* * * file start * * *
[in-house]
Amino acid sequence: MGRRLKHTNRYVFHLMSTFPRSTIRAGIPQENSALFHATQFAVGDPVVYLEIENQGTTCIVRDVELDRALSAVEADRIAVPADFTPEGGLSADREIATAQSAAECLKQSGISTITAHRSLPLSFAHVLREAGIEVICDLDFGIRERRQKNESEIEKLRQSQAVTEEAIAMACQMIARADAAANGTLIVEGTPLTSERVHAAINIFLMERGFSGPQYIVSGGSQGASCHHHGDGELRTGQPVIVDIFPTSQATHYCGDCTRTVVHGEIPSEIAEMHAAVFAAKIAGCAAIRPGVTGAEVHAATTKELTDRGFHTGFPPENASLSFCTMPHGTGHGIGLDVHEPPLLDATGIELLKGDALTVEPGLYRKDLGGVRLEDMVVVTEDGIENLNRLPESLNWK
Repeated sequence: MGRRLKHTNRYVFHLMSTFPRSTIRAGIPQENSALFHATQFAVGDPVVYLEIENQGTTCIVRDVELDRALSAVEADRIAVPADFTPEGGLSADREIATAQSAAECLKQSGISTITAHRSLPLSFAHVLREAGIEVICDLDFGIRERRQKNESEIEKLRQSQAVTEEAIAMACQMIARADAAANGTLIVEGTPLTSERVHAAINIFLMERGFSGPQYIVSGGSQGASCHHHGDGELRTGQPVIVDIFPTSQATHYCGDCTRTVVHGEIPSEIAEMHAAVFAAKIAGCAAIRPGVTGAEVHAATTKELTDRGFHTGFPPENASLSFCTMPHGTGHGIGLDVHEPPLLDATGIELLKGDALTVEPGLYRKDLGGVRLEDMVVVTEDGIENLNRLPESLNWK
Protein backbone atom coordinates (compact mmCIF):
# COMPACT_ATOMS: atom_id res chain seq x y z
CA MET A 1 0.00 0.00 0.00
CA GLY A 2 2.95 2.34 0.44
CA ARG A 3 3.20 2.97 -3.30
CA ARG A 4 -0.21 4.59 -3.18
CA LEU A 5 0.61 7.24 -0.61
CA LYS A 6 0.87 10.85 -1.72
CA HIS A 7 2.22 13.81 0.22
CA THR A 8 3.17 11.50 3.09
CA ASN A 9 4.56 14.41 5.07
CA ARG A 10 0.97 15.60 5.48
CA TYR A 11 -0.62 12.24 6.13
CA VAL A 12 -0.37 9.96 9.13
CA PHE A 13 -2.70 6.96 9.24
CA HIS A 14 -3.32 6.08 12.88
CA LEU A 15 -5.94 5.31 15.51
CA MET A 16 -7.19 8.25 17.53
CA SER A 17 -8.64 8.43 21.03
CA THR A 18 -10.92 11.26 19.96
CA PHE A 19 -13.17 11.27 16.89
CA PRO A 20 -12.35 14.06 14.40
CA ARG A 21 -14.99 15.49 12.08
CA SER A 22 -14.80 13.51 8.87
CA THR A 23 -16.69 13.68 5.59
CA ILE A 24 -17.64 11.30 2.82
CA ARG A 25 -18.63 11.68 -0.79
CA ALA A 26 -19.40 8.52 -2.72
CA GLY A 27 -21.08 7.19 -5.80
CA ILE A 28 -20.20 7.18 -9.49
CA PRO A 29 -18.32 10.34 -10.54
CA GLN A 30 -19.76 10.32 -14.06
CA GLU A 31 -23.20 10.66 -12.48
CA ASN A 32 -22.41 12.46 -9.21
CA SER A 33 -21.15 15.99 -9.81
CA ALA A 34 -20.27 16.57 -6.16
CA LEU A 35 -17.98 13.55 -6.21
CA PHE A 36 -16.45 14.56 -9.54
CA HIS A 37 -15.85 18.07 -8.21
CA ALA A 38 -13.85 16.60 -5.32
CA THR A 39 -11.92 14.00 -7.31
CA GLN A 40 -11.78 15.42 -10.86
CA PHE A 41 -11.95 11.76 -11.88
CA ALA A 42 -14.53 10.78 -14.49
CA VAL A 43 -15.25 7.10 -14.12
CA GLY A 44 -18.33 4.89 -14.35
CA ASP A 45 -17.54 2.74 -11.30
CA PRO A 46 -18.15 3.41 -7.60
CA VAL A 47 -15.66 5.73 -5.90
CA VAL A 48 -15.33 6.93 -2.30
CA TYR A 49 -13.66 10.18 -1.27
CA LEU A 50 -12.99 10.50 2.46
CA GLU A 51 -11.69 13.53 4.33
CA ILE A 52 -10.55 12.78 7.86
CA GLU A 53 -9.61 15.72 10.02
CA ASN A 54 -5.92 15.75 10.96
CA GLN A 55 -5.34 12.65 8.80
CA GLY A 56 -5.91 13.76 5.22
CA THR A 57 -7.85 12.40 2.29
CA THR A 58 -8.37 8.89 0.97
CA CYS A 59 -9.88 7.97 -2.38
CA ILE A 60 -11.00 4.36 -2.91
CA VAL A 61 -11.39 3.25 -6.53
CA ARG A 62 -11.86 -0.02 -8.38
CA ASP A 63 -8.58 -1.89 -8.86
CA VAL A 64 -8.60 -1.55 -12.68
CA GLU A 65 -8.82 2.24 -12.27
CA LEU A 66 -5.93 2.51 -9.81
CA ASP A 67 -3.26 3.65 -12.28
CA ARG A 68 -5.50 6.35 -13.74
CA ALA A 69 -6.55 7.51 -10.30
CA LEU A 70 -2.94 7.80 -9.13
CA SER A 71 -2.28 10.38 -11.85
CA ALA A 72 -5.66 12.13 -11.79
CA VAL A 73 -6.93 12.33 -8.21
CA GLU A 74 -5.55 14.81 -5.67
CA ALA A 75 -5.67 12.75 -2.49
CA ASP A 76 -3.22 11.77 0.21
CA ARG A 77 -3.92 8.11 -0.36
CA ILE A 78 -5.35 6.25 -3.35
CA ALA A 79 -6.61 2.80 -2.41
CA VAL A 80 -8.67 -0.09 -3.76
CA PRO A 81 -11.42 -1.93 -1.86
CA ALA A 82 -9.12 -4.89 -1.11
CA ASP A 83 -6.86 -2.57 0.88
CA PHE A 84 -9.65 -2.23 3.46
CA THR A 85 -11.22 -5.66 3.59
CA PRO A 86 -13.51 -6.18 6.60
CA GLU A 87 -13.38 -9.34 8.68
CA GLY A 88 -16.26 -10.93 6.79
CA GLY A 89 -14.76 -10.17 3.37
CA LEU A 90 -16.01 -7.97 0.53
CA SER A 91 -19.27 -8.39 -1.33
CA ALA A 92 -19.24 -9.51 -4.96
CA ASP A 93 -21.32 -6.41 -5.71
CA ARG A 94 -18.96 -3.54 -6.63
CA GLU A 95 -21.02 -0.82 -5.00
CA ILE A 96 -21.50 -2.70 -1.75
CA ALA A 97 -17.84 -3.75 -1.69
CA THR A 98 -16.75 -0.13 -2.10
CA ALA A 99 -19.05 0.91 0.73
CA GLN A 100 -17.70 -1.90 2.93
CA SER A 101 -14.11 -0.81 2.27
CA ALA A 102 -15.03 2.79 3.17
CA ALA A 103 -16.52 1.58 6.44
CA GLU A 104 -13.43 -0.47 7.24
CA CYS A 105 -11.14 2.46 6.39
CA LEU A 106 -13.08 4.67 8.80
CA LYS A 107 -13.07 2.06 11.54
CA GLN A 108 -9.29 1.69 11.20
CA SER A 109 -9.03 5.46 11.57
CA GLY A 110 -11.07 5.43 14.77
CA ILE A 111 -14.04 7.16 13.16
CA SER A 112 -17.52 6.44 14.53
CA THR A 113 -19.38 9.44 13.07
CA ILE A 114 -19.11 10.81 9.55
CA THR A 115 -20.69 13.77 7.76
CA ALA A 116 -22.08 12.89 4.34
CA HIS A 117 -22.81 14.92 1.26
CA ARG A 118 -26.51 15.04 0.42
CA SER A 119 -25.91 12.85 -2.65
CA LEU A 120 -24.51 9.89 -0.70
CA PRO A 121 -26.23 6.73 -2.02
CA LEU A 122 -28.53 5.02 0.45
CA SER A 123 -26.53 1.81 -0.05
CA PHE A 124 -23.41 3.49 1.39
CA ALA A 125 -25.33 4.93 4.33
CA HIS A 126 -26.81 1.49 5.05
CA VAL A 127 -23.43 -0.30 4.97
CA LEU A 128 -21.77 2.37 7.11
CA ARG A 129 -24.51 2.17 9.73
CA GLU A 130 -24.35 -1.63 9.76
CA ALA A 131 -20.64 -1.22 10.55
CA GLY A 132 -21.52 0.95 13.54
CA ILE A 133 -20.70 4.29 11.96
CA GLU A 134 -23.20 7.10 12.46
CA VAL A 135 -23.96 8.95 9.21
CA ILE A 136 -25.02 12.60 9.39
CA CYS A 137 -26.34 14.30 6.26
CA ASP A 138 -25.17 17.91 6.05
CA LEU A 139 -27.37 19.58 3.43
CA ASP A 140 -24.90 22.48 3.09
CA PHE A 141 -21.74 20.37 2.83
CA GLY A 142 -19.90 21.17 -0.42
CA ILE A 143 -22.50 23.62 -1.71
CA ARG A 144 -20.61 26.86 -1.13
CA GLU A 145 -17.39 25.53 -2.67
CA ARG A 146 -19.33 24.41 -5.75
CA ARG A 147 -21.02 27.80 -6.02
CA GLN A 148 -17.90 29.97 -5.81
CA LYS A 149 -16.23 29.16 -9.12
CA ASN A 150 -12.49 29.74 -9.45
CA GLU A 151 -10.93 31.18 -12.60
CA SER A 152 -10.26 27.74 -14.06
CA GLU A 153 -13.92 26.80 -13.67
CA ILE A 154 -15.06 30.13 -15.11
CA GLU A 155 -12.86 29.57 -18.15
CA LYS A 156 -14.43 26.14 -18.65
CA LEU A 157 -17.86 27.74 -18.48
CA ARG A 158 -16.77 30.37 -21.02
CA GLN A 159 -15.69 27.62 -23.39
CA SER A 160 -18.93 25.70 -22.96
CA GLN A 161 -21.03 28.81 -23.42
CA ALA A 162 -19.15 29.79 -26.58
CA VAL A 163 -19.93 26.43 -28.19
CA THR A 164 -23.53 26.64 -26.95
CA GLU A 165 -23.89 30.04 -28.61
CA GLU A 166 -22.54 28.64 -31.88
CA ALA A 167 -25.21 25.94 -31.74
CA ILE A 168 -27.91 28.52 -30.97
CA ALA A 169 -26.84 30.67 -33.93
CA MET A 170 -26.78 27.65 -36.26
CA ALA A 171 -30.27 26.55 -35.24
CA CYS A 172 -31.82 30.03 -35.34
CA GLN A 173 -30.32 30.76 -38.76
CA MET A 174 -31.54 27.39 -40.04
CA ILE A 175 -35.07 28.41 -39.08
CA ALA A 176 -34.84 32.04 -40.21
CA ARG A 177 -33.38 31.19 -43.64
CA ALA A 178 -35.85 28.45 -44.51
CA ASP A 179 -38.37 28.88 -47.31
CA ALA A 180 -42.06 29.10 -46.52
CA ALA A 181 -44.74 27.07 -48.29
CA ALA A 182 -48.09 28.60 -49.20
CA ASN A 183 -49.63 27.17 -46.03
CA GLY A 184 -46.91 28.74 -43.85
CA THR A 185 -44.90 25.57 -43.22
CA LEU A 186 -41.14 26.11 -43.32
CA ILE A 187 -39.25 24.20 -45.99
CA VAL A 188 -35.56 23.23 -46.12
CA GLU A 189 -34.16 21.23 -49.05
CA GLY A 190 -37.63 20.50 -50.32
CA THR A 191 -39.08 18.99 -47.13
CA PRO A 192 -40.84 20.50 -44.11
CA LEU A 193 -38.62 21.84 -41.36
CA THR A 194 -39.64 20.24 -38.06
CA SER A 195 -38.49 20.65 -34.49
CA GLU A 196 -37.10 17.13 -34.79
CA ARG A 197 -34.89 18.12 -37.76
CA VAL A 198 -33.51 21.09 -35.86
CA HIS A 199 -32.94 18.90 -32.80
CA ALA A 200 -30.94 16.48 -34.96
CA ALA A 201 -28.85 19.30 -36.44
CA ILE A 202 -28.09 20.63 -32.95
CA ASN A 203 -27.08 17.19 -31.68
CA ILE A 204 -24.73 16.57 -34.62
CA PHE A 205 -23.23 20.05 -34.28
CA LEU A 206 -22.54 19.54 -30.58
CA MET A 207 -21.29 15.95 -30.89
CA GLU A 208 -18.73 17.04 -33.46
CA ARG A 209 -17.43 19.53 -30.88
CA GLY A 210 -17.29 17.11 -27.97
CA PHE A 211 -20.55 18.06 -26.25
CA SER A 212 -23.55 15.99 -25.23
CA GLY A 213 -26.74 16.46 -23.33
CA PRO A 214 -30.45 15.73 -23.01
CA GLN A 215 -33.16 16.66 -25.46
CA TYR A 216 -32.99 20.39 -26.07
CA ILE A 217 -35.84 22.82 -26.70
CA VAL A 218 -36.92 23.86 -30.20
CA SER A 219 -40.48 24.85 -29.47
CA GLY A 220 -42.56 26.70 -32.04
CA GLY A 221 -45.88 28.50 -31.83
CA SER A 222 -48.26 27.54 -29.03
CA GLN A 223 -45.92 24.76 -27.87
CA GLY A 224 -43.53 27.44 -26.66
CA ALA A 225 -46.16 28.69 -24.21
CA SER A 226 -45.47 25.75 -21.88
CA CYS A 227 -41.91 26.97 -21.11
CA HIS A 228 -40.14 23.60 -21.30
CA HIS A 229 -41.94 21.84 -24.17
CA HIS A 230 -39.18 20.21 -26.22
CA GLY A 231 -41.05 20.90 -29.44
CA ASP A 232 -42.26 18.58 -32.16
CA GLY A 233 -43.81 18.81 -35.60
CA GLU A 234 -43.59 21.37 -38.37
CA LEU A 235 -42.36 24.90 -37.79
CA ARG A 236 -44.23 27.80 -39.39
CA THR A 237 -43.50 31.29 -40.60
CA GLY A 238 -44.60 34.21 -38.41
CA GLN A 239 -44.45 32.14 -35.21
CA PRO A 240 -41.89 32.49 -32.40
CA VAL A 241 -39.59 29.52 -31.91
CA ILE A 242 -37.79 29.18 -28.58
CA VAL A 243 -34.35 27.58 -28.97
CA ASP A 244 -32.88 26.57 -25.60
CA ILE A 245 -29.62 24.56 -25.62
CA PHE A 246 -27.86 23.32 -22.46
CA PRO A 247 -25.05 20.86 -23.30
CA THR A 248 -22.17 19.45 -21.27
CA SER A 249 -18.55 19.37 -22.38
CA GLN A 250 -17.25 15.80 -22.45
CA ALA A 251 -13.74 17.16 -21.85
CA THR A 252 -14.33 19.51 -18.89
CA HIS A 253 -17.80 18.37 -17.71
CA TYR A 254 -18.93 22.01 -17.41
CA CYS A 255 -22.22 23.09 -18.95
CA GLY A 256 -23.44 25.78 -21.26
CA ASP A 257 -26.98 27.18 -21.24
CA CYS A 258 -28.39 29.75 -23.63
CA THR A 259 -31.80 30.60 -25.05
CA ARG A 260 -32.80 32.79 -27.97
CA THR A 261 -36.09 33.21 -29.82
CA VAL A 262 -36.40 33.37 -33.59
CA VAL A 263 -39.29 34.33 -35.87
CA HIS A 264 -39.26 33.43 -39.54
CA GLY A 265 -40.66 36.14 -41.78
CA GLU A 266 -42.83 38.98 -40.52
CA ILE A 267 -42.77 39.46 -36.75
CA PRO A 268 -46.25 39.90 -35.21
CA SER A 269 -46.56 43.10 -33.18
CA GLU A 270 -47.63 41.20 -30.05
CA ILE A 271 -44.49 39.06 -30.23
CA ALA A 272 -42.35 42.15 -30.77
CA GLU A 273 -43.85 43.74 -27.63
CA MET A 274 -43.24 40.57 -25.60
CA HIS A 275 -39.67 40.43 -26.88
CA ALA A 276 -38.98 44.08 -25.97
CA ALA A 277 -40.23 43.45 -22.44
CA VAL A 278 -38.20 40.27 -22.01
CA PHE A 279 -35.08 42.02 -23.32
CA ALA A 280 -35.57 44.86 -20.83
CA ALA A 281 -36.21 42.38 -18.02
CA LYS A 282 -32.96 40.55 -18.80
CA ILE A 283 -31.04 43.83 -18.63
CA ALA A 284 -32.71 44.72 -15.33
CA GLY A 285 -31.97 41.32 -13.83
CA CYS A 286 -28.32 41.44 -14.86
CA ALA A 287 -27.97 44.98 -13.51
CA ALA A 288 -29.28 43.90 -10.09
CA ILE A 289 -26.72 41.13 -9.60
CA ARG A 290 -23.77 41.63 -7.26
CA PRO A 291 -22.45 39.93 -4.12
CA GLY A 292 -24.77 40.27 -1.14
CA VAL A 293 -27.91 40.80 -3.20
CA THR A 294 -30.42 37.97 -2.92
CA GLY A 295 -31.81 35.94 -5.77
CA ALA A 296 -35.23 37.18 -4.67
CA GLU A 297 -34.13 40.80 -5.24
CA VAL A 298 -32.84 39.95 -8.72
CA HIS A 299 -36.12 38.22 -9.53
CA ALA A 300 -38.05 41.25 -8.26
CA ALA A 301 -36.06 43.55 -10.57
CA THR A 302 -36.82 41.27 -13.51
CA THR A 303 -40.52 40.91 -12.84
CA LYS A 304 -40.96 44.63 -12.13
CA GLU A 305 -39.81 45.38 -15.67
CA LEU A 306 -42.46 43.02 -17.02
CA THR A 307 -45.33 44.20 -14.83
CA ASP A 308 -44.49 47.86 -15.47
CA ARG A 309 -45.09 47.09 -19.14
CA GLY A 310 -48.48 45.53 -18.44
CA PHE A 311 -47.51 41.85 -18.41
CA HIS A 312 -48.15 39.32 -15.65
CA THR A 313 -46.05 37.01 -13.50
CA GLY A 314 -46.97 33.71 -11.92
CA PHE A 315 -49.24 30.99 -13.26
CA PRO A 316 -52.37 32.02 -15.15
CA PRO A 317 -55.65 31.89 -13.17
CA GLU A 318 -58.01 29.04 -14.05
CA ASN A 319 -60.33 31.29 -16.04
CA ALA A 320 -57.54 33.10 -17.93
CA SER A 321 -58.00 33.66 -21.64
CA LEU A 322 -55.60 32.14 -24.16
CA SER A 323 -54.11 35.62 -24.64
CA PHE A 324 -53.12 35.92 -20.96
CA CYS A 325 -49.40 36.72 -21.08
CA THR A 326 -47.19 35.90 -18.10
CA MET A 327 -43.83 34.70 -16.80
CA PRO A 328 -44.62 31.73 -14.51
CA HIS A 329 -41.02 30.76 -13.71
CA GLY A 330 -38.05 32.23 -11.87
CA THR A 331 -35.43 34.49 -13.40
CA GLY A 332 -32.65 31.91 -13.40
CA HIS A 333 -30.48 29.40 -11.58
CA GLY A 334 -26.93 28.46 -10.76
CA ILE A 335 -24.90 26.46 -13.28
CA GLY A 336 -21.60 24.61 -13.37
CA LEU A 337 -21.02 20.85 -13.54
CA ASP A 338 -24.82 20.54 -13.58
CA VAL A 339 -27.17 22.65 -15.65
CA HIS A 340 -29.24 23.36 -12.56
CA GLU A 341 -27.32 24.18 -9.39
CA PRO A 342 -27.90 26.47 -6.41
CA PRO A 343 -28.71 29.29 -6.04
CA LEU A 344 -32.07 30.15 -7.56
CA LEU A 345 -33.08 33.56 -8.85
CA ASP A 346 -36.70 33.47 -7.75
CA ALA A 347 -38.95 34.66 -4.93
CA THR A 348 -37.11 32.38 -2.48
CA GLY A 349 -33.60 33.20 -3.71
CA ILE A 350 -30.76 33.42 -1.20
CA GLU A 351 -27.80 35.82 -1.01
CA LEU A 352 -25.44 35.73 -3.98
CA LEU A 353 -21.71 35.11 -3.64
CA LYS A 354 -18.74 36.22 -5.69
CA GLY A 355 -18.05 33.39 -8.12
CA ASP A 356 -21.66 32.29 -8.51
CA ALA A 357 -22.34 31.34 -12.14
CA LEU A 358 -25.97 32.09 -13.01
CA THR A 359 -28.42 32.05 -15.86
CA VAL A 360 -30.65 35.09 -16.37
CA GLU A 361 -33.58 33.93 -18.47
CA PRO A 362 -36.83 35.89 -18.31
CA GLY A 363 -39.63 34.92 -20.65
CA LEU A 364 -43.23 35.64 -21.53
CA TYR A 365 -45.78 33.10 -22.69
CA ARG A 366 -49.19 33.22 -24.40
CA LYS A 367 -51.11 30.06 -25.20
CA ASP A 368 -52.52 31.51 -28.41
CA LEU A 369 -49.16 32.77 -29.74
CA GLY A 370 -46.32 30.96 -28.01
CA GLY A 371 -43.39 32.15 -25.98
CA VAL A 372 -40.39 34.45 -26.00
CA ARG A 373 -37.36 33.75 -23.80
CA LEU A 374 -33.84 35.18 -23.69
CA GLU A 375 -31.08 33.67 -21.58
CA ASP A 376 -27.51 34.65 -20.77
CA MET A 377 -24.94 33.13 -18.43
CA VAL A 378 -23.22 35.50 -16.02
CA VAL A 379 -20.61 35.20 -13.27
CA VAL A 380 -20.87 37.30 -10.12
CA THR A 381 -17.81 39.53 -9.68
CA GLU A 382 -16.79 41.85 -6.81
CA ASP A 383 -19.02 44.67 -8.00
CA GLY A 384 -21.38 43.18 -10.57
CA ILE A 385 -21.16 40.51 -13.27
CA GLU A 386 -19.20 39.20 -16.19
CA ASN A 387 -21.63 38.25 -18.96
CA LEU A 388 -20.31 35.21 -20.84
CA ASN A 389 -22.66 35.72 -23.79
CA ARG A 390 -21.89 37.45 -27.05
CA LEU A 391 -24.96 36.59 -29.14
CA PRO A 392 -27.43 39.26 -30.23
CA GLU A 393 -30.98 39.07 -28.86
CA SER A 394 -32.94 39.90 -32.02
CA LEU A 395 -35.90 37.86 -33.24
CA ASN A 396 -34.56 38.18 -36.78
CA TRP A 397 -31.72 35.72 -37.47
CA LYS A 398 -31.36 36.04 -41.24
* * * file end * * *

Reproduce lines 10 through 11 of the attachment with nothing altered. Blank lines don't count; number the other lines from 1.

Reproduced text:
CA LEU A 5 0.61 7.24 -0.61
CA LYS A 6 0.87 10.85 -1.72